Don’t Fake It ’Til You Make It: Resist the Temptation to Post Glowing Reviews

“Best Cheesecake in Cincinnati! My husband and I stepped into Cassandra’s Cake Corner and were quickly seated. I ordered the Espresso Double-Blonde Chocolate Cheesecake with a Cassie’s Cinnamon Latte and I was impressed! Bold flavors, creamy chocolate…I was in heaven! I will go here again!”

Fake online reviews, like the one above, are a thorn in the side of business owners everywhere. Heavy on the exclamation marks and dripping with precise menu titles (something a normal reviewer probably wouldn’t mention), glowing reviews like this one on Yelp or Google Reviews are unfair to businesses playing by the rules.

So, it’s tempting to cheat, right? You know, have your mom and best friend post a few reviews under a few fake accounts? What could it possibly hurt?

In a word: no. We know it’s tempting to log in and start word-slinging, left and right, that your massage practice is relaxing! That your car wash is the BEST! That your haircuts are trendy! But breaking the rules just isn’t worth it.

After all, Yelp filters out about 25 percent of questionable reviews using their algorithm that searches for patterns of speech, use of pronouns and other red flags that denote a false review. A recent Harvard Business School study found that in many cases, fake reviews (positive or negative) are submitted by businesses with a tarnished or struggling online reputation.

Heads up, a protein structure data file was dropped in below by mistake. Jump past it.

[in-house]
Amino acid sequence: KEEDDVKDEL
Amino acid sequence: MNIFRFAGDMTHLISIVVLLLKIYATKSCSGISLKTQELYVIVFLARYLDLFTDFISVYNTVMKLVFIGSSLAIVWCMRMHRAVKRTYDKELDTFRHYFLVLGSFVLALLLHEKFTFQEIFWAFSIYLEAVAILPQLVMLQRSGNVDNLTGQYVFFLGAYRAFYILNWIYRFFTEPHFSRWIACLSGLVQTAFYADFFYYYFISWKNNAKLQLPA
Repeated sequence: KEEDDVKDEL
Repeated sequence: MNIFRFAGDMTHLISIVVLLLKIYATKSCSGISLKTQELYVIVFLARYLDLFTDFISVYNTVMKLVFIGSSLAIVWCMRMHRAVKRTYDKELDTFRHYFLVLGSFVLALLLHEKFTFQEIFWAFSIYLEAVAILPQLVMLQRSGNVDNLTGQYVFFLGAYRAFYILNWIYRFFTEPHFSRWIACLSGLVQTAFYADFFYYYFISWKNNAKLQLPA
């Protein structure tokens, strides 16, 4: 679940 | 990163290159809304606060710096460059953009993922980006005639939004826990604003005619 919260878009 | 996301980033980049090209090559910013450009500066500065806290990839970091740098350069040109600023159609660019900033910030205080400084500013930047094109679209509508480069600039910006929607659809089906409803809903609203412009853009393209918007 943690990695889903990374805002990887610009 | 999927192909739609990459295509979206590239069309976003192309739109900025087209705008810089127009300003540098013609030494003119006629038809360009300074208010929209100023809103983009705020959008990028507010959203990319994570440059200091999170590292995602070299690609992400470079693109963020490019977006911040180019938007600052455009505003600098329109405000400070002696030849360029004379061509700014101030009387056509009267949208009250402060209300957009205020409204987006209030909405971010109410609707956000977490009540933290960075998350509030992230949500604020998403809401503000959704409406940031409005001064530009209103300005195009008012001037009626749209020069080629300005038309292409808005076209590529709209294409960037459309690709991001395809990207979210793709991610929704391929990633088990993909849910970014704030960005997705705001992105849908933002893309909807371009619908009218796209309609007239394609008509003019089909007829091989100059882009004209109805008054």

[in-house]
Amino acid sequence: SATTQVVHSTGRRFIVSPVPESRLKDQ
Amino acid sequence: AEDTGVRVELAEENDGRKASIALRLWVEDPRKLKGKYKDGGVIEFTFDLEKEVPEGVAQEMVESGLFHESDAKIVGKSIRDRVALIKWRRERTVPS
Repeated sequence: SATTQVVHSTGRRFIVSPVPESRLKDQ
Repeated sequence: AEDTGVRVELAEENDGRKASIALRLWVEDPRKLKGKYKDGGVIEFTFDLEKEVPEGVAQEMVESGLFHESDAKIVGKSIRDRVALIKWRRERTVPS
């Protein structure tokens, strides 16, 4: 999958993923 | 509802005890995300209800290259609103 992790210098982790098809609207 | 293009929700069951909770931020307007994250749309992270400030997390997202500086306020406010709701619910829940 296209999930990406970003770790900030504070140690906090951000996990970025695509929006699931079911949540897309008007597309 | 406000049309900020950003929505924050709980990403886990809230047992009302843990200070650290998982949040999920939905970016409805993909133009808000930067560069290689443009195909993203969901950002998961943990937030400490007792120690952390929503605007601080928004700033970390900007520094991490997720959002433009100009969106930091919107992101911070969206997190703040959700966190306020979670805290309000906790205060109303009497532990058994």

Buying positive reviews is another area of caution. If you’re caught in one of Yelp’s “stings,” then your business could be slapped with a shame banner:

Dont-Fake-it-Blog-Yelp-Image
Posting a fake negative review for another business is similarly banned by Yelp. Most people think that negative reviews are written by competitors who want to turn away potential customers from their arch rivals. Interestingly, a new study by researchers at Northwestern University and M.I.T. Sloan School of Management found that fake reviews are most often posted by ardent customers who never purchased the item they are complaining about in the first place.

The study concluded that these fake negative reviews were a form of “venting.” In other words, the customers had an ax to grind and a reviews forum was seen as a good place to be heard.

To achieve great online reviews, remember the number one rule of small business owners everywhere: ask for them. We don’t recommend offering a small bribe to do so (and it’s against Yelp’s terms and conditions anyway). But asking your happy customers to hop over to Yelp and Google Reviews is completely legit.

Our final word of advice: aim for truly amazing customer service. When you do that, you open up a whole new five-star world for your business. There’s no faking a satisfied customer.


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